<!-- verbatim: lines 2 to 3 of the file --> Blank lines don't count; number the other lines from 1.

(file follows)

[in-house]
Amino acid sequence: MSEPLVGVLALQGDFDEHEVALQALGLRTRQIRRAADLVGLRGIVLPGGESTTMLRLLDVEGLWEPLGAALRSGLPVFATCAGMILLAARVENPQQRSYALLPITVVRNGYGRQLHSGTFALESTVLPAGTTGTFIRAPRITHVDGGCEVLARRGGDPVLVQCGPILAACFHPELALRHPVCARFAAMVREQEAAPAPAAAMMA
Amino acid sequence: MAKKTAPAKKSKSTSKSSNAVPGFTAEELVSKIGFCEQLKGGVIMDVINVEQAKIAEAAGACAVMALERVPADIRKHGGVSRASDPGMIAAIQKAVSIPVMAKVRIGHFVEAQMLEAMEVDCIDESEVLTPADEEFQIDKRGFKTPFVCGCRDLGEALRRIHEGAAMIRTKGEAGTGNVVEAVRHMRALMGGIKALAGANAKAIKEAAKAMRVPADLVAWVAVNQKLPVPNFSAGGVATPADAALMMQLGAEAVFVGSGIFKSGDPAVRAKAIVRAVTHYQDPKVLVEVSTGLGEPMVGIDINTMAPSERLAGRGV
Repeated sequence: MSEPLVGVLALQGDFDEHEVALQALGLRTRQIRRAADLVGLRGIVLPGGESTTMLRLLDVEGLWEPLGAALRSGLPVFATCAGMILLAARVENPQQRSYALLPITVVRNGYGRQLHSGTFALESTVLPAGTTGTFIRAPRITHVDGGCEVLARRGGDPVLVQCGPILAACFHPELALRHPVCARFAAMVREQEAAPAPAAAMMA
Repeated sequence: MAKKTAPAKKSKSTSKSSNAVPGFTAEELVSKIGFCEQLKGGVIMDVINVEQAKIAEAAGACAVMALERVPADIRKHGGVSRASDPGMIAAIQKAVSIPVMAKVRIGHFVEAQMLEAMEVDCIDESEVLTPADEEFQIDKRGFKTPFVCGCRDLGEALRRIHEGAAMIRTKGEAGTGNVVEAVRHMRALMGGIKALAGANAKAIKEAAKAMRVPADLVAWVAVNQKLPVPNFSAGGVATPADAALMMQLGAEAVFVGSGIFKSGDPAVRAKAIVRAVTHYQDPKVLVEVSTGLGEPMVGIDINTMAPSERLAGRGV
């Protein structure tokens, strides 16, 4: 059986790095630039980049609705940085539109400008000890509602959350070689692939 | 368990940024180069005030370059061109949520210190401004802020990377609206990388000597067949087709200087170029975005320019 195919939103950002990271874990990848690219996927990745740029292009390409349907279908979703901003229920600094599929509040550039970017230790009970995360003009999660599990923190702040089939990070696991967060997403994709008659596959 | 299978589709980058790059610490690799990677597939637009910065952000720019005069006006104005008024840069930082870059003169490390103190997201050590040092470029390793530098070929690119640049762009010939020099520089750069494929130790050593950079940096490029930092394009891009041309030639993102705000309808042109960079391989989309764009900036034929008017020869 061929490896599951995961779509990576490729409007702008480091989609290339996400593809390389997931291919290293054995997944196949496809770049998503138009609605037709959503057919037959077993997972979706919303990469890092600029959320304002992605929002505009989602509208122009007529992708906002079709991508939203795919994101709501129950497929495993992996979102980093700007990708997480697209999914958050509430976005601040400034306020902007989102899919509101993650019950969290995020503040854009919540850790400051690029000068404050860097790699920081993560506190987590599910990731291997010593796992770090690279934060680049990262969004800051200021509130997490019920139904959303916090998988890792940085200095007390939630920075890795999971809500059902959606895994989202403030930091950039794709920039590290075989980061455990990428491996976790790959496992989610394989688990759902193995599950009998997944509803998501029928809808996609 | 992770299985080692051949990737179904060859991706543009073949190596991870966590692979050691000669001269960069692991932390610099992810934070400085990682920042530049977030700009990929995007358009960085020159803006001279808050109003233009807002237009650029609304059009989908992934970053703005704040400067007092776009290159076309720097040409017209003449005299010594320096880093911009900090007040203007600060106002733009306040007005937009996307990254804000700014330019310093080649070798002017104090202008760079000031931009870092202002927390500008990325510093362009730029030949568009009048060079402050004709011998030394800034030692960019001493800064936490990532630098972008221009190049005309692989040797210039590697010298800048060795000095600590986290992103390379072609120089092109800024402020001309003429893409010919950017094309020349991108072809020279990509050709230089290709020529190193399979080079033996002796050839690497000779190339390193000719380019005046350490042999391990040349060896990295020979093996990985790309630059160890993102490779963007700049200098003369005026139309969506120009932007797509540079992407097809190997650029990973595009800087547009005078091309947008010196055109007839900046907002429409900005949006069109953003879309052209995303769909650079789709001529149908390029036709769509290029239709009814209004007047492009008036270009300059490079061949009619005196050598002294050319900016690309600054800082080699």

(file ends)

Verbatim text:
Amino acid sequence: MSEPLVGVLALQGDFDEHEVALQALGLRTRQIRRAADLVGLRGIVLPGGESTTMLRLLDVEGLWEPLGAALRSGLPVFATCAGMILLAARVENPQQRSYALLPITVVRNGYGRQLHSGTFALESTVLPAGTTGTFIRAPRITHVDGGCEVLARRGGDPVLVQCGPILAACFHPELALRHPVCARFAAMVREQEAAPAPAAAMMA
Amino acid sequence: MAKKTAPAKKSKSTSKSSNAVPGFTAEELVSKIGFCEQLKGGVIMDVINVEQAKIAEAAGACAVMALERVPADIRKHGGVSRASDPGMIAAIQKAVSIPVMAKVRIGHFVEAQMLEAMEVDCIDESEVLTPADEEFQIDKRGFKTPFVCGCRDLGEALRRIHEGAAMIRTKGEAGTGNVVEAVRHMRALMGGIKALAGANAKAIKEAAKAMRVPADLVAWVAVNQKLPVPNFSAGGVATPADAALMMQLGAEAVFVGSGIFKSGDPAVRAKAIVRAVTHYQDPKVLVEVSTGLGEPMVGIDINTMAPSERLAGRGV